A night after scoring 10 runs on 14 hits while matching their San Francisco-era record for doubles in a game, the Giants started 0-for-16.
Connor Seabold took a no-hitter into the sixth inning, shutting down the Giants offense in Coors Field — where offenses rarely go quiet.
But the same environment that rarely holds lineups down makes for quick turnarounds.
Once the Giants broke through, they mounted a five-run comeback. Against Colorado’s bullpen, San Francisco rallied for three runs in the seventh and two more in the eighth.
All eight of SF’s hits were singles, and the biggest hit of the game was a go-ahead safety squeeze — an incidental homage to the late Roger Craig. The Giants (31-30) didn’t have a hit until the sixth inning, but topped Colorado, 5-4.
Before the comeback, the Giants were 1-25 when trailing after seven innings. They hadn’t erased a four-run deficit until this comeback victory.
Seabold has spent more time in Reading, Pennsylvania at Double-A than in the Majors. Wednesday was just his 13th MLB start — and 20th appearance overall — in his third season in The Show.
Against Seabold, who carried a 5.40 ERA into the night, the Giants’ lineup couldn’t generate the same damage they did against Colorado the previous night. But they did put some solid swings on pitches.
In the third inning, Brandon Crawford flew out to right field, where Nolan Jones made a leaping grab at the warning track. Had the ball — which had a .530 expected batting average — dropped, Crawford would’ve had a double.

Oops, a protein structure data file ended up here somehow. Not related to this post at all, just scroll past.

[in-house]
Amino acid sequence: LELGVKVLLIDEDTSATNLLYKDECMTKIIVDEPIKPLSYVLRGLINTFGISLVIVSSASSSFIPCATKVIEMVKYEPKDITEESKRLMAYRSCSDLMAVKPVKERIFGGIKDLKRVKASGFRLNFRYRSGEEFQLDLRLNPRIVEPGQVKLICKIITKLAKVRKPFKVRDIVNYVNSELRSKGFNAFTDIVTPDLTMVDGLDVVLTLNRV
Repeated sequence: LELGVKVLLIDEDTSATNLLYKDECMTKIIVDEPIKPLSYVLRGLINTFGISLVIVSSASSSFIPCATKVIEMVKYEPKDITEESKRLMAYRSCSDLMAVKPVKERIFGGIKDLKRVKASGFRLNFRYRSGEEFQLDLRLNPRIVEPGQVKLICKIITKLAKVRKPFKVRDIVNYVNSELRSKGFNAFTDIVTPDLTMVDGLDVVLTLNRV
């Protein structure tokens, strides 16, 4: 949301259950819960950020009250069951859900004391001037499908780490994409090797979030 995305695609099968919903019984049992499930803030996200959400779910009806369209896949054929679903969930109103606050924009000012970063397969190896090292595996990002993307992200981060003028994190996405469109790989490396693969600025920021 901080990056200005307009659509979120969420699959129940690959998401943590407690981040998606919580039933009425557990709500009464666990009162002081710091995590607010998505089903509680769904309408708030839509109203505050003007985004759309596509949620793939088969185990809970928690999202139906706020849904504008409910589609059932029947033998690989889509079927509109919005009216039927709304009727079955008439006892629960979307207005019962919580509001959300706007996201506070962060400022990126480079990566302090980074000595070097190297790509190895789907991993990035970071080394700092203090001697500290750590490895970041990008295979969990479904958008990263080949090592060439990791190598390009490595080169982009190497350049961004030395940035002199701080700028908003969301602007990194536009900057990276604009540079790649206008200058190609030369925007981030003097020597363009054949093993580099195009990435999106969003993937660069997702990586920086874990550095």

The next inning, Jurickson Profar robbed Michael Conforto of a double. Instead, his airborne catch at the left field wall generated a 351-foot out that would’ve left 18 of 30 ballparks.
In the sixth, Profar again slammed into the left field padding to snatch extra bases from Thairo Estrada.
Webb, opposite Seabold, lost his streak of eight consecutive quality starts. The Rockies tagged him for three runs in the second inning and Jones smoked a 483-foot homer off him in the sixth.
That second inning was nearly catastrophic, but Michael Conforto saved two runs with an inning-ending diving catch in right field.
Webb’s ERA is still 3.09, and four earned runs in 5.1 innings of altitude is far from a blow-up. It was an outlier for the ace who has climbed the Cy Young ladder with a 1.95 ERA in the past six weeks entering Wednesday.
One trend followed Webb, though: the Giants didn’t provide him with any run support. In the 84.2 innings with Webb on the mound this season, the Giants have scored 25 runs. That’s a run support average of 1.92 — Matt Cain levels of misfortune.
LaMonte Wade Jr.’s single in the sixth inning broke Seabold’s no-hit bid.
But once Webb, and Seabold, exited, the Giants made their move. A walk and four straight singles, primarily against Colorado reliever Brent Suter, turned the Rockies’ 4-0 lead into a one-run deficit in the seventh inning.
In the surge, Casey Schmitt’s 2-RBI single trimmed Colorado’s lead to 4-3.
The next frame, Austin Slater (2 singles, 2 RBI, 1 run) drove in the tying run, and Patrick Bailey laid down a perfect bunt to score Mitch Haniger on a safety squeeze. Haniger’s slide to the corner of home plate just beat the flip.
Roger Craig, the former Giants manager who died this week, was known for calling suicide squeeze plays. The go-ahead run coming on a well-executed bunt play inspired Dave Flemming to say “the Humm Baby is smiling” on the game broadcast.
The smiles kept coming for the Giants’ dugout as the bullpen — led by Tristan Beck, the Rogers brothers and Camilo Doval in the ninth — protected the lead they earned.